Interviews sons-of-bill-286-smaller_resized*

Published on August 28th, 2013 | by Ballard Lesemann


James Wilson on the Musical Brotherhood of Sons of Bill

Over the last five or six years, the members of Charlottesville, Virginia-based, Americana-rock band Sons of Bill have put the Charleston area on top of their “go to” list, booking shows at local festivals and clubs and earning Lowcountry fans a few dozen at a time.

Sons of Bill will bring their twangy, melodic, guitar-driven rock back to the Windjammer on the Isle of Palms this week for a Labor Day gig in support of their recent album Sirens (produced by Cracker frontman David Lowery) and a limited edition 7″ single titled “Bad Dancer” backed with “Higher Than Mine,” released on Charlottesville’s Warhen Records.

Fronted by tall-standing singer/guitarist James Wilson — one of three Wilson brothers in the lineup — the super-tight quintet has designated the Windjammer as their favorite Lowcountry haunt in recent years. Wilson and his bandmates — guitarist/singer Sam Wilson, keyboardist/banjo player Abe Wilson, bassist Seth Green, and drummer Todd Wellons — packed the club back in May, just as “Bad Dancer” hit the web (the tune was offered as a free download to all in attendance that evening). They’ll return with more new material on hand this time around.

James Wilson spoke with Metronome Charleston about the band’s busy year promoting Sirens, their approach to their forthcoming studio album, and their healthy sense of brotherhood.

Sons of Bill on stage at the Windjammer (photo by Ballard Lesemann)

Metronome Charleston: It seems like you and the band have been touring almost nonstop since the release of Sirens in the spring of 2012. Was all of the effort part of a larger game plan?

James Wilson: It just keeps going. In a changing music industry, it’s hard to know what to do sometimes, so we just go and do what we do well, try to turn people on to the music we make, and stay as positive as possible. We’e just going to keep at it that way.

Metronome Charleston: You all have been performing for long enough to be considered “seasoned veterans.” Considering all of that experience, how would you describe the sibling and bandmate chemistry on and off stage at this point?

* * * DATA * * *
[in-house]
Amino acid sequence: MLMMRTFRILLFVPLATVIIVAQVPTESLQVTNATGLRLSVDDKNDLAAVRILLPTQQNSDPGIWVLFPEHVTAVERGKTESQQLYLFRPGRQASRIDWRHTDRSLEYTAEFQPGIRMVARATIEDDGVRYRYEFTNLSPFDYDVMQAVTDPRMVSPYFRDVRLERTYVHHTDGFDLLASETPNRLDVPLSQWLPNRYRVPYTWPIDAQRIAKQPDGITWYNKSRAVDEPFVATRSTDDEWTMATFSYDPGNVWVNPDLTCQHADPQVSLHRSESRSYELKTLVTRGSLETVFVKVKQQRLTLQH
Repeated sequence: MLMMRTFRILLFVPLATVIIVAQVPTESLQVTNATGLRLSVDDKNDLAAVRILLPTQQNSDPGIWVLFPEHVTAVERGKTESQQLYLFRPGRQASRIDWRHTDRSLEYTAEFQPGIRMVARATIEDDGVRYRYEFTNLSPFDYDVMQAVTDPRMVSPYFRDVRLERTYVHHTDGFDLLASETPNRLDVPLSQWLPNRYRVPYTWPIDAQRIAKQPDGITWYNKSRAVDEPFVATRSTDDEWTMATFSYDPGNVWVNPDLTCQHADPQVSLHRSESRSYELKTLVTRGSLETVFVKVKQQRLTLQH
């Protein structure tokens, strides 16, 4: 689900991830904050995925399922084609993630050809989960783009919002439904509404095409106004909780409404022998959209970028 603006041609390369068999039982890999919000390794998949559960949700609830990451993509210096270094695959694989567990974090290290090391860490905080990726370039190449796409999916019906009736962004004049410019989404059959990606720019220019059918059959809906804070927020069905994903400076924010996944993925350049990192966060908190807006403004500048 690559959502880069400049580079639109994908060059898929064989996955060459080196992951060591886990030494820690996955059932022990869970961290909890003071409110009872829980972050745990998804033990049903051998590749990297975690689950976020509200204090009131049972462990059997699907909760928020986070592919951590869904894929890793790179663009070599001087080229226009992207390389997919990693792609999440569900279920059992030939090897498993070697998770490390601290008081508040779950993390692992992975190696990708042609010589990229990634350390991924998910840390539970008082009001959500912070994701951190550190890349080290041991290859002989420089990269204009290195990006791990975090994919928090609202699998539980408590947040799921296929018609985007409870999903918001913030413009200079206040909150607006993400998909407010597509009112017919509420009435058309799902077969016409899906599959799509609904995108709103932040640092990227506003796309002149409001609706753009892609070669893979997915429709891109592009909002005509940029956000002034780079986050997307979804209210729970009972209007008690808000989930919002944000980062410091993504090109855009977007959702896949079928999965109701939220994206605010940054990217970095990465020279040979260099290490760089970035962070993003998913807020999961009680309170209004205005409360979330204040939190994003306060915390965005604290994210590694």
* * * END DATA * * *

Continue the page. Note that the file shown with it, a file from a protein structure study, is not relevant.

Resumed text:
James Wilson: There are a couple of thing things that are so great about being in a band your brothers. On one hand, you have a solid foundation and chemistry from growing up together and getting into the same type of music together. But also, my brothers are two of the musicians and songwriters that I respect the most. With them, we’ve really pushed ourselves to grow, change, and get better. I think that’s been the best thing for the band, musically and personally. Oftentimes, bands look toward one individual to be the leader, the inspiration, and the foundation. Things can get really stagnate that way.

Metronome Charleston: With all of the recording and songwriting on top of the road work, the ever-evolving chemistry within the band is probably quite different now than during the band’s early years, right?

James Wilson: It’s certainly more collaborative. It’s really been a huge thing for me to see my brothers step it up with writing and pushing me and working together. That’s the kind of band we’ve always wanted to be — one that pushes ahead and grows. We’ve always wanted to have a collaborative, full-band sound instead of a single-vision thing.

I love my brothers, and I love every member of the band. There’s so much trust involved, musically and otherwise. There’s nobody I’d rather be in a band with.


Metronome Charleston: Compared to your earlier material, like 2009’s One Town Away and 2006’s A Far Cry from Freedom, the guitar tones, the texture of the harmonies, and the dense style of the rhythm section seem more focused and intense. In what musical direction might you head toward the next year or so?

James Wilson: We are working on a new record right now. It hasn’t full taken form yet. We’re kind of feeling our way into this one rather than having a specific concept or vision. We want to take a little more time with this one. We want to take ourselves out of our comfort zone and the kind of classic rock approach we had with Sirens. We’re trying to be more creative, sonically and as far as who’s playing what. We’re focusing on vocals, harmonies, and buried vocals and instruments. It’ll be a different kind of album. It’s always an involved process, so we’ll see how it comes out.

Metronome Charleston: For many roots-rock and Americana-leaning guitar-rock bands, it’s often tempting to stick with a familiar formula instead of pressing ahead with a new sound. Is that a frightening challenge for you and the band this year?

James Wilson: I think there are usually two paths bands can take, as I see it: you can either develop a sound that’s sort of part of a scene and try to develop a fan base within that scene, or if you keep working, you can develop a sense of trust that people might follow, even if you lose a few fans along the way. It depends on what you want. I think a lot of our fans trust us, and they’re excited to see and hear how we evolve and change.

Sons of Bill perform at the Windjammer on Sun. Sept. 1 at 9 p.m. Advance tickets are available for $10 ($12 at the door). Visit and for more.

      1. Sons of bill higher than mine Master mp3



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About the Author

Ballard Lesemann

is a musician and writer. Born and raised in Charleston, S.C., he spent years playing in bands and working for Flagpole Magazine in the bustling music town of Athens, Ga. He returned to his hometown and served more than seven years as the Charleston City Paper's music editor. He's better at drumming than he is at playing guitar.

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